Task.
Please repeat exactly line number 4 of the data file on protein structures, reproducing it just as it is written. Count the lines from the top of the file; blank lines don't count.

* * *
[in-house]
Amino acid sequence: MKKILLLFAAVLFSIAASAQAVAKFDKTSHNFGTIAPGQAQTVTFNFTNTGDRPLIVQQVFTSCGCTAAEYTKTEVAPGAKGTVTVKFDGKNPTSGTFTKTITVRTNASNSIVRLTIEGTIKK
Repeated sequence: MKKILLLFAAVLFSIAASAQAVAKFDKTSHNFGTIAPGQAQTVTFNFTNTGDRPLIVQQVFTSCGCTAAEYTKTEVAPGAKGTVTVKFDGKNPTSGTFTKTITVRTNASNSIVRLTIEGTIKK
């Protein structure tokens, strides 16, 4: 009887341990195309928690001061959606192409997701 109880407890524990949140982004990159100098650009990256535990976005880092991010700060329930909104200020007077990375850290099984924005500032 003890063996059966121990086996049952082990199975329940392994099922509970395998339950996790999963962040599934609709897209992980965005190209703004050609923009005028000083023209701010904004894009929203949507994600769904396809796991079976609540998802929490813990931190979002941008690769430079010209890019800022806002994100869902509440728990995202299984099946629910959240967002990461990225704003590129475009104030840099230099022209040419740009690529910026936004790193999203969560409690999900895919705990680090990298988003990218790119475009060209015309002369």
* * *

């Protein structure tokens, strides 16, 4: 009887341990195309928690001061959606192409997701 109880407890524990949140982004990159100098650009990256535990976005880092991010700060329930909104200020007077990375850290099984924005500032 003890063996059966121990086996049952082990199975329940392994099922509970395998339950996790999963962040599934609709897209992980965005190209703004050609923009005028000083023209701010904004894009929203949507994600769904396809796991079976609540998802929490813990931190979002941008690769430079010209890019800022806002994100869902509440728990995202299984099946629910959240967002990461990225704003590129475009104030840099230099022209040419740009690529910026936004790193999203969560409690999900895919705990680090990298988003990218790119475009060209015309002369």